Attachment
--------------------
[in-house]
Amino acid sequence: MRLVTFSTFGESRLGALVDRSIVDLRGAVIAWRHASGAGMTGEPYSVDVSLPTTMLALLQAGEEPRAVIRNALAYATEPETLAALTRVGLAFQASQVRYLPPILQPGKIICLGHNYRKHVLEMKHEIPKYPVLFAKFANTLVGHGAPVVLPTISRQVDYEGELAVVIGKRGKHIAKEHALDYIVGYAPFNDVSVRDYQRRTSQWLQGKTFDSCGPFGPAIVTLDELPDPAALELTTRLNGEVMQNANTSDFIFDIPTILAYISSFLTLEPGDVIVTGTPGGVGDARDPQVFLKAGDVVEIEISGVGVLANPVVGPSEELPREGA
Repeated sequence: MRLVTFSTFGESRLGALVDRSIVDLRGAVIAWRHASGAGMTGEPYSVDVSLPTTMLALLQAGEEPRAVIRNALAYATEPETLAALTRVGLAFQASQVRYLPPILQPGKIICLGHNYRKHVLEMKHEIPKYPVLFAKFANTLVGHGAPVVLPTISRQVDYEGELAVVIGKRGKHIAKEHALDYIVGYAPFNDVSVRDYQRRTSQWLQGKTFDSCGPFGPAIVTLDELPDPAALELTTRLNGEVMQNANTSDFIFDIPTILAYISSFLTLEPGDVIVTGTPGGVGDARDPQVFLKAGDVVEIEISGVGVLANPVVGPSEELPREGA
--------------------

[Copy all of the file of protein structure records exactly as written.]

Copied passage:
[in-house]
Amino acid sequence: MRLVTFSTFGESRLGALVDRSIVDLRGAVIAWRHASGAGMTGEPYSVDVSLPTTMLALLQAGEEPRAVIRNALAYATEPETLAALTRVGLAFQASQVRYLPPILQPGKIICLGHNYRKHVLEMKHEIPKYPVLFAKFANTLVGHGAPVVLPTISRQVDYEGELAVVIGKRGKHIAKEHALDYIVGYAPFNDVSVRDYQRRTSQWLQGKTFDSCGPFGPAIVTLDELPDPAALELTTRLNGEVMQNANTSDFIFDIPTILAYISSFLTLEPGDVIVTGTPGGVGDARDPQVFLKAGDVVEIEISGVGVLANPVVGPSEELPREGA
Repeated sequence: MRLVTFSTFGESRLGALVDRSIVDLRGAVIAWRHASGAGMTGEPYSVDVSLPTTMLALLQAGEEPRAVIRNALAYATEPETLAALTRVGLAFQASQVRYLPPILQPGKIICLGHNYRKHVLEMKHEIPKYPVLFAKFANTLVGHGAPVVLPTISRQVDYEGELAVVIGKRGKHIAKEHALDYIVGYAPFNDVSVRDYQRRTSQWLQGKTFDSCGPFGPAIVTLDELPDPAALELTTRLNGEVMQNANTSDFIFDIPTILAYISSFLTLEPGDVIVTGTPGGVGDARDPQVFLKAGDVVEIEISGVGVLANPVVGPSEELPREGA